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Measure of change

Does the teacher who goes on a course for heads of department come back and work more effectively? More to the point, do his or her pupils become better learners?

These are questions being grappled with by Nigel Bennett and Bob Smith of the Open University's Centre for Educational Policy and Management, as they attempt to devise, through their IMPPEL project (Impact on Practice of Professional Development in Educational Leadership and Management) a way of measuring the classroom-level results of educational management training.

Teachers and heads have always wondered whether courses actually change anything. Now, though, as management training evolves into a career-long structure of continuing professional development (CPD), the question is being more pointedly asked.

As Nigel Bennett says: "The Teacher Training Agency is starting to say that if you get funding for professional development, then you have to show that you are assessing its impact on classroom practice."

The task looks difficult, to say the least. (Bennett talks of "an enormous set of cans of worms".) Many of them are discussed in the paper on IMPPEL which they presented to the British Educational Research Association conference this summer.

Should we look for a measurable classroom improvement in the short term? Or can we somehow include subtle longer-term effects? And even if classroom results are better after the head of department has embarked on training, how can you say that this is the only factor driving the improvement?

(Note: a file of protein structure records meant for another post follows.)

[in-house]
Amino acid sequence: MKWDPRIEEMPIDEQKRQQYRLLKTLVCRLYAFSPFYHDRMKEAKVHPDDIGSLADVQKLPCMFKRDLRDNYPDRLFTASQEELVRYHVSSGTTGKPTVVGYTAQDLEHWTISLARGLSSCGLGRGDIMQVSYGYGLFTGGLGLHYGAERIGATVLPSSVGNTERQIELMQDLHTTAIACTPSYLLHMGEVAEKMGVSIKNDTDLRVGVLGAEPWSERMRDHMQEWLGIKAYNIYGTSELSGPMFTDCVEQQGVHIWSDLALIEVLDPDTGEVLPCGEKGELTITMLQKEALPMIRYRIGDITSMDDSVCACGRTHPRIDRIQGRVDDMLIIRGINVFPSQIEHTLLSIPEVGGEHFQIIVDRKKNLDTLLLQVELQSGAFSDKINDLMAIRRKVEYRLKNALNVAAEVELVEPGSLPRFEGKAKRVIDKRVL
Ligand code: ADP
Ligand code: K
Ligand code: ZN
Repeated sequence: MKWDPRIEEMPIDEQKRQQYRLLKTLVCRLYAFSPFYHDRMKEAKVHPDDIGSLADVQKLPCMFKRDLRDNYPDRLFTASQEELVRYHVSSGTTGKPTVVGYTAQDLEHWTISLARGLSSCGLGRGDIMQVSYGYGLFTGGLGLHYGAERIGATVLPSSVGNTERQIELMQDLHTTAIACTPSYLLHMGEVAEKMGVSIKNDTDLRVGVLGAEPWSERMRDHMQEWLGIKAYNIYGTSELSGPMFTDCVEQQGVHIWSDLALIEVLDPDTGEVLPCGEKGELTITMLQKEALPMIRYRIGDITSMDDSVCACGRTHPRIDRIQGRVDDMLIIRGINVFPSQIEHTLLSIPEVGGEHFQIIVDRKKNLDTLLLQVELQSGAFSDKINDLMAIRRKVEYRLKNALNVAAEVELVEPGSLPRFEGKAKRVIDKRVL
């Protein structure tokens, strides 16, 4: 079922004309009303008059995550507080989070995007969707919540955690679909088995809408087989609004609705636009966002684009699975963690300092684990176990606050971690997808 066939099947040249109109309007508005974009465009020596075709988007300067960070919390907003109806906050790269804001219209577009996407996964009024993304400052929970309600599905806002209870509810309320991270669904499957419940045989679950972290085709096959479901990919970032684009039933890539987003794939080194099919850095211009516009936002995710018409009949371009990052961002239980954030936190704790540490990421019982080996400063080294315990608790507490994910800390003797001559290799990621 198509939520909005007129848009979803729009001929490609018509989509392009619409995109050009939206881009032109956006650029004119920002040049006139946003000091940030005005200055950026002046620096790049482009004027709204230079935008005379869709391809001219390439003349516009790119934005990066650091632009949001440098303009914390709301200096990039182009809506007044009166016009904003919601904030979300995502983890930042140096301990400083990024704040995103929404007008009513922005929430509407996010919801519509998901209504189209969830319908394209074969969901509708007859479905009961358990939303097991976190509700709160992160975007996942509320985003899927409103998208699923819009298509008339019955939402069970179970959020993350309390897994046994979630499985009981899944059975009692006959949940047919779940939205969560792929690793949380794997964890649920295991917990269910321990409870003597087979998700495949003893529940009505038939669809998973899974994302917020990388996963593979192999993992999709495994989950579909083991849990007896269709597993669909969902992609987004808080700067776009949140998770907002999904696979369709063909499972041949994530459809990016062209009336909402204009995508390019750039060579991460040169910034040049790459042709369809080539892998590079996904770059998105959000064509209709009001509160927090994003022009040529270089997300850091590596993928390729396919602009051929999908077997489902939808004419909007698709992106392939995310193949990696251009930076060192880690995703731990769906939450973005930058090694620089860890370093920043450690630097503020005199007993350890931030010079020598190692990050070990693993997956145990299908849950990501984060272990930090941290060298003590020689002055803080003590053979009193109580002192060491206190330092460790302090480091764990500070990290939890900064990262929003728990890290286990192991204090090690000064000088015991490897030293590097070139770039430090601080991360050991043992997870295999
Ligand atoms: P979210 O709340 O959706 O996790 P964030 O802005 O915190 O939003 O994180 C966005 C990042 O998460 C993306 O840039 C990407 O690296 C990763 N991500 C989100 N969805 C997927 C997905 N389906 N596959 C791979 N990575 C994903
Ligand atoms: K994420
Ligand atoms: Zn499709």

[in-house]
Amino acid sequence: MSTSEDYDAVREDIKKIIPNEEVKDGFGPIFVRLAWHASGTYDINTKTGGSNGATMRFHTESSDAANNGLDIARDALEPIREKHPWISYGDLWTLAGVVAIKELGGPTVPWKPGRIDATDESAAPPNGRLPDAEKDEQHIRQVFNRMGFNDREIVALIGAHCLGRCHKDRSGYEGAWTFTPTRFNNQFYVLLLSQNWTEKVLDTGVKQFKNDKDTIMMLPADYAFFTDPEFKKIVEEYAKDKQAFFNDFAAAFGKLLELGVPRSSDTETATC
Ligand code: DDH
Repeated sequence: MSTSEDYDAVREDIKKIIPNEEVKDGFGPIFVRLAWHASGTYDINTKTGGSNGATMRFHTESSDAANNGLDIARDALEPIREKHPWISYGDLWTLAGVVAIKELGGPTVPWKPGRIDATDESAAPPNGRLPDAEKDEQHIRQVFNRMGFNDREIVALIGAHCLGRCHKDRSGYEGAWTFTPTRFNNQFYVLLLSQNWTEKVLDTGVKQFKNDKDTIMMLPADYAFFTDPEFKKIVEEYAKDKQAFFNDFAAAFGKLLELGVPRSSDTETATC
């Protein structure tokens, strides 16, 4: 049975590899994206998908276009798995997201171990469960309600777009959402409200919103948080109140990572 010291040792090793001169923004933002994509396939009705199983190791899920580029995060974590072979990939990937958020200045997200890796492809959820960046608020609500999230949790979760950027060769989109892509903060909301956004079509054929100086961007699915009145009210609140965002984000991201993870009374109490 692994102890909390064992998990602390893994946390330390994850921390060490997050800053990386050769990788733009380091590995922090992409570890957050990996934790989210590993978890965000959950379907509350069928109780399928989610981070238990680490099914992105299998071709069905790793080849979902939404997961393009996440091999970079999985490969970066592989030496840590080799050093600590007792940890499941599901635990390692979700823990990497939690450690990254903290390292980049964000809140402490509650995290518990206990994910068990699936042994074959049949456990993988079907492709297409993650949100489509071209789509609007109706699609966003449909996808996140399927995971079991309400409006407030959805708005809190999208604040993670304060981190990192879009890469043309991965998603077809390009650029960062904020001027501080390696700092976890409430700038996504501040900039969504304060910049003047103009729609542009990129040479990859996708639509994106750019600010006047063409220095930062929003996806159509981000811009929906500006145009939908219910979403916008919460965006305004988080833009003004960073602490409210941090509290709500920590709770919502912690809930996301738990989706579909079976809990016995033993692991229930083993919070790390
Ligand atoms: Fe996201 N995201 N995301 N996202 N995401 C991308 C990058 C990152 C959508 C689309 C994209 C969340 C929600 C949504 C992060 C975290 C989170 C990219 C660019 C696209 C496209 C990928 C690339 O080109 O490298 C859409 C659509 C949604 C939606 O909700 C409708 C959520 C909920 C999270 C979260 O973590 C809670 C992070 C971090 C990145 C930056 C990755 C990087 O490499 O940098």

Bennett and Smith started by asking local authorities, higher education institutions and training and enterprise councils what they were doing already to provide and evaluate CPD in educational management. Although the overall response rate was rather disappointing (little more than a quarter in the case of local authorities), it has provided helpful factual data, and Bennett and Smith think they have detected some trends, summarised here.

* While some authorities are doing a lot of CPD, others appear to be doing none. Bob Smith says: "The range went all the way from authorities which were unable to complete the form up to those which were providing more CPD than the form had room for."

* Where there is CPD, it is likely to be unco-ordinated, with no one in overall charge.

* Any CPD is unlikely to be evaluated for its impact on professional practice (as opposed, say, to being evaluated for client satisfaction). The paper says: "Only approximately one half of the LEAs and higher education institutions which provide CPD in ... educational management or leadership even claim to attempt to assess its impact upon the practice of those for whom it is provided."

The next step for Bennett and Smith is to investigate particular cases in depth by interviewing the clients. Nigel Bennett says: "We'll take a number of educational managers of different levels of seniority and talk to them at great length about CPD. We'll work out from them to the prov-iders and to their colleagues."

At the end, they hope, there will be a method which can be used to evaluate the classroom impact of any CPD activity. Teachers will, on the whole, wish them well in it, for as Nigel Bennett says: "There is a strong sense that teachers approach a course in the spirit of 'How can I use this on Monday morning?'" These same teachers, though, would probably be disappointed if there was no attempt to look at the deeper, life-changing effects.

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